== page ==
Accessibility links

Protests Stop in Ivory Coast But Militants Issue Warning


Protests against the international community have stopped in Ivory Coast after five days of violence. But supporters of President Laurent Gbagbo are vowing they will take to the streets again if they have more problems with their divided country's slowly unfolding peace process.

Traffic returned to normal, as schools, businesses and shops reopened in the main government-held city.

Motorists were confronted with vendors, rather than civilians manning roadblocks.

Violent protests began Sunday after a recommendation by an international working group that parliament, which has been blocking reforms in successive peace deals, be suspended, since its term ended last year.

Nigerian President Olusegun Obasanjo came to Abidjan this week, saying the future of parliament should be decided by Ivorians themselves, but also that the international working group is crucial if they are to succeed with peace.

President Laurent Gbagbo is benefiting from an extended one-year mandate. The government in place though is that of transitional Prime Minister Charles Konan Banny, who was named by African mediators.

He said on state television the protests were unnecessary. He also said he would work in tandem with Mr. Gbagbo to ensure there are elections before the end of October 2006 and called for the end to partisanship.

The leader of the protests, Charles Ble Goude, told VOA it's time for protesters to return home, but that he will call them back out on the streets if northern rebels don't disarm. He spoke from an office at the state television which had been taken over by his so-called Young Patriots.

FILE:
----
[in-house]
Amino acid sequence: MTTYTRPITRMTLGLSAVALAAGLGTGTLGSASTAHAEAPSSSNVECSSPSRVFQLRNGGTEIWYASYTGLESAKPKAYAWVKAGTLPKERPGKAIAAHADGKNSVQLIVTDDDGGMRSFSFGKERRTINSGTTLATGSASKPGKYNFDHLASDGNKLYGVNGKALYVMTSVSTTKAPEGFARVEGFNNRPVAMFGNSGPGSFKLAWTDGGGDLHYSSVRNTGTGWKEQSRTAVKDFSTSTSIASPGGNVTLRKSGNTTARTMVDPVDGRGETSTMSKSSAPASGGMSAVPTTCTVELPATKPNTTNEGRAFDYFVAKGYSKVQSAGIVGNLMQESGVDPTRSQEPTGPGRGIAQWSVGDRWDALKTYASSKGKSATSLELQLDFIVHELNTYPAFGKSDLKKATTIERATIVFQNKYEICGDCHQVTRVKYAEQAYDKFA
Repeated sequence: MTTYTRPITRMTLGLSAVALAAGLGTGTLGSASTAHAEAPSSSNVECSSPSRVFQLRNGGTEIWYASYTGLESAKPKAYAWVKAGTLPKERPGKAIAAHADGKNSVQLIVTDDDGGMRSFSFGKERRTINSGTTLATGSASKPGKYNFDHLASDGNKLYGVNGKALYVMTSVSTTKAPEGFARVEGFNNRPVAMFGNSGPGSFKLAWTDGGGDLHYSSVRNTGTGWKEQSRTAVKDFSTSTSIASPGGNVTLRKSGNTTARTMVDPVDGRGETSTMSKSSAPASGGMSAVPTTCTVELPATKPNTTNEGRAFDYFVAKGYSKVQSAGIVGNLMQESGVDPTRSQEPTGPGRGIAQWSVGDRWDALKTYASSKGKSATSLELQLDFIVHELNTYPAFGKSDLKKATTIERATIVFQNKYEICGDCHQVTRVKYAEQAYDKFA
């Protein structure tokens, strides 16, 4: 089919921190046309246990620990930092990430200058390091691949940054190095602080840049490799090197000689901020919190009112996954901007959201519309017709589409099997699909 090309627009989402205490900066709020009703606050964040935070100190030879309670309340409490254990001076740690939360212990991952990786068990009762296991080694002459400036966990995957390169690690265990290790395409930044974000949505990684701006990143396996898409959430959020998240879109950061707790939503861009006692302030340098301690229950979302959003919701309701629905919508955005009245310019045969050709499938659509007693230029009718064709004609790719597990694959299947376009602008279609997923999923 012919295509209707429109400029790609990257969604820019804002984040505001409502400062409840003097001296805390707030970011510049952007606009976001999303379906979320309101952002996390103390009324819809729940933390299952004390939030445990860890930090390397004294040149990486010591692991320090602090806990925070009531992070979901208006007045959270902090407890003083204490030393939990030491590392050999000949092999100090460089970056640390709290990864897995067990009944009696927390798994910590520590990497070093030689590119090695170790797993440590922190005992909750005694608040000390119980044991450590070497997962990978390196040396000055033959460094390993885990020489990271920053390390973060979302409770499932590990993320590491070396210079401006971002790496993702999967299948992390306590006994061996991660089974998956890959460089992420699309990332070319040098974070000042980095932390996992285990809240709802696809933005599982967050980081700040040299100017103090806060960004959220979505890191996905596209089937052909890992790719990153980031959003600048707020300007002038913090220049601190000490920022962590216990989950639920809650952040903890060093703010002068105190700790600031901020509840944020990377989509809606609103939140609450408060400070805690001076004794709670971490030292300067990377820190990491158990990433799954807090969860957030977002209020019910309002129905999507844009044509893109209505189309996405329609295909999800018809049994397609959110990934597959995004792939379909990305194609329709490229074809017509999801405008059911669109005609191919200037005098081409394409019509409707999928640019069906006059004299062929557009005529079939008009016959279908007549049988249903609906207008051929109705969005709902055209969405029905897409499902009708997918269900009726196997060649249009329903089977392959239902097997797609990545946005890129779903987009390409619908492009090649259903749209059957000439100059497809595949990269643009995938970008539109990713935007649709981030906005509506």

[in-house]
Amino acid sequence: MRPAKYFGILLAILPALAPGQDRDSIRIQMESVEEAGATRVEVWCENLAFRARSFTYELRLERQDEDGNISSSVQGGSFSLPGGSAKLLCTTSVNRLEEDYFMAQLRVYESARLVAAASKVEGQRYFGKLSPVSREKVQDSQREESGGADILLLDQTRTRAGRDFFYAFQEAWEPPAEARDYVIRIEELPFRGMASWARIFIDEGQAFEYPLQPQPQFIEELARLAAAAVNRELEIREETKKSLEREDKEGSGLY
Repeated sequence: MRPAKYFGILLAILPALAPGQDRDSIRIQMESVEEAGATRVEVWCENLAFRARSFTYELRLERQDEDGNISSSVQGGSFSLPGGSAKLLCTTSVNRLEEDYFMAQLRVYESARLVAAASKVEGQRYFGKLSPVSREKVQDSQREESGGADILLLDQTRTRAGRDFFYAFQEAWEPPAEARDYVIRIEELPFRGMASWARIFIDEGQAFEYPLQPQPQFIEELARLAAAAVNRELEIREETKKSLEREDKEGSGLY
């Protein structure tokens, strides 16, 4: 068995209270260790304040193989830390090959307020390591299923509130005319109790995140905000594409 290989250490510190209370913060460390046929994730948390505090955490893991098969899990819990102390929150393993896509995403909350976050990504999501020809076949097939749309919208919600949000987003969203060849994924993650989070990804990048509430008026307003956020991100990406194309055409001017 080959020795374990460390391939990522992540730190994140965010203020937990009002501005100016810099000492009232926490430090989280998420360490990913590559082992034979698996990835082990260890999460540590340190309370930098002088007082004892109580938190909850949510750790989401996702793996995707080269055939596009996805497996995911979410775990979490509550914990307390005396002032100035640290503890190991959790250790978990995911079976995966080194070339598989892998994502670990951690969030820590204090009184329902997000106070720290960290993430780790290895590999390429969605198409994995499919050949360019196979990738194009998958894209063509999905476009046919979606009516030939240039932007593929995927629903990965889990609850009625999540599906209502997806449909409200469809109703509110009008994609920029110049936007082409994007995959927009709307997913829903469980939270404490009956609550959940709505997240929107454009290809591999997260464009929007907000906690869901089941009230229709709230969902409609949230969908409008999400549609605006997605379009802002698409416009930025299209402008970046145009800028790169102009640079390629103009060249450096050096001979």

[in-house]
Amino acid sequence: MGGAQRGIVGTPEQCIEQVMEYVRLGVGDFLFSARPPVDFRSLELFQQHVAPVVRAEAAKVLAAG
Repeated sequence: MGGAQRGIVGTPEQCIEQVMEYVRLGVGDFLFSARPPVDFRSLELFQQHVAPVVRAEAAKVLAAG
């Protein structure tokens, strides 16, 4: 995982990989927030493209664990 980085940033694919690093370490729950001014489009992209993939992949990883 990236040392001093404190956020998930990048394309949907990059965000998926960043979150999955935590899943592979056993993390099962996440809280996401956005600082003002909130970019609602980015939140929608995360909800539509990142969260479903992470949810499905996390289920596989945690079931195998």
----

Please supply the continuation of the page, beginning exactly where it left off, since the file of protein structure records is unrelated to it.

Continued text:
"The day I will see or I will feel the tensions is coming I will ask them to come back to the street again," Goude said. " But for the time being, I need silence in this country. I need peace. I want them to go back home and I will rely on them to respect what I did, and they will believe me."

The protests also divided parts of Abidjan, where supporters of Mr. Gbagbo, mostly from his small ethnic Bete group, are a minority like in the mostly Muslim district of Abobo.

The mayor, Adama Toungara, tells VOA tensions are high after reports there of several dead.

"There was a fight among the two groups and two people were killed. And the Young Patriots had plans to burn the mosque," the mayor noted. "I've been told the Young Patriots came several times in another quarter of Abobo where they were kicked out by the young inhabitant of that area. There's a report that needs to be confirmed that two people were killed also."

Several U.N. bases were burned down in Ivory Coast, and at least four protesters were killed in the western city of Guiglo, where violence was the most destructive. The French embassy and French barracks in Abidjan were also targeted by tire-burning and stone-throwing youths.

Protests are officially banned in Ivory Coast, and any protest against Mr. Gbagbo faces a quick crackdown, but this week, members of the military helped the protesters, and gave some militia leaders special circulation passes.

XS
SM
MD
LG